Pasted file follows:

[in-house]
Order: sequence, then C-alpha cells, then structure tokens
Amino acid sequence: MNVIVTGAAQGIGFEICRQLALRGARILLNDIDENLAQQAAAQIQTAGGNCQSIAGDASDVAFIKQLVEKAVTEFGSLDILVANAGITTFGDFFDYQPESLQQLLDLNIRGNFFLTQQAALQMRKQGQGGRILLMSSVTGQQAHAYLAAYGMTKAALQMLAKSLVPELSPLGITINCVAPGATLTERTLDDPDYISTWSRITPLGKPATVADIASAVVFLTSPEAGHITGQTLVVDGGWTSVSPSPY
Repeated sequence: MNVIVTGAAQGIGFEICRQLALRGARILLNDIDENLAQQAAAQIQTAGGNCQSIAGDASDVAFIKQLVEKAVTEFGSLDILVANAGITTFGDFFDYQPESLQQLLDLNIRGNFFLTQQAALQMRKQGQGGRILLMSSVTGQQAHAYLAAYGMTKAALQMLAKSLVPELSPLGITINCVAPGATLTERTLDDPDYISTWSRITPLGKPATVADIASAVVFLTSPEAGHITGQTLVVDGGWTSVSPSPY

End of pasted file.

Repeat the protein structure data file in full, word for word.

[in-house]
Order: sequence, then C-alpha cells, then structure tokens
Amino acid sequence: MNVIVTGAAQGIGFEICRQLALRGARILLNDIDENLAQQAAAQIQTAGGNCQSIAGDASDVAFIKQLVEKAVTEFGSLDILVANAGITTFGDFFDYQPESLQQLLDLNIRGNFFLTQQAALQMRKQGQGGRILLMSSVTGQQAHAYLAAYGMTKAALQMLAKSLVPELSPLGITINCVAPGATLTERTLDDPDYISTWSRITPLGKPATVADIASAVVFLTSPEAGHITGQTLVVDGGWTSVSPSPY
Repeated sequence: MNVIVTGAAQGIGFEICRQLALRGARILLNDIDENLAQQAAAQIQTAGGNCQSIAGDASDVAFIKQLVEKAVTEFGSLDILVANAGITTFGDFFDYQPESLQQLLDLNIRGNFFLTQQAALQMRKQGQGGRILLMSSVTGQQAHAYLAAYGMTKAALQMLAKSLVPELSPLGITINCVAPGATLTERTLDDPDYISTWSRITPLGKPATVADIASAVVFLTSPEAGHITGQTLVVDGGWTSVSPSPY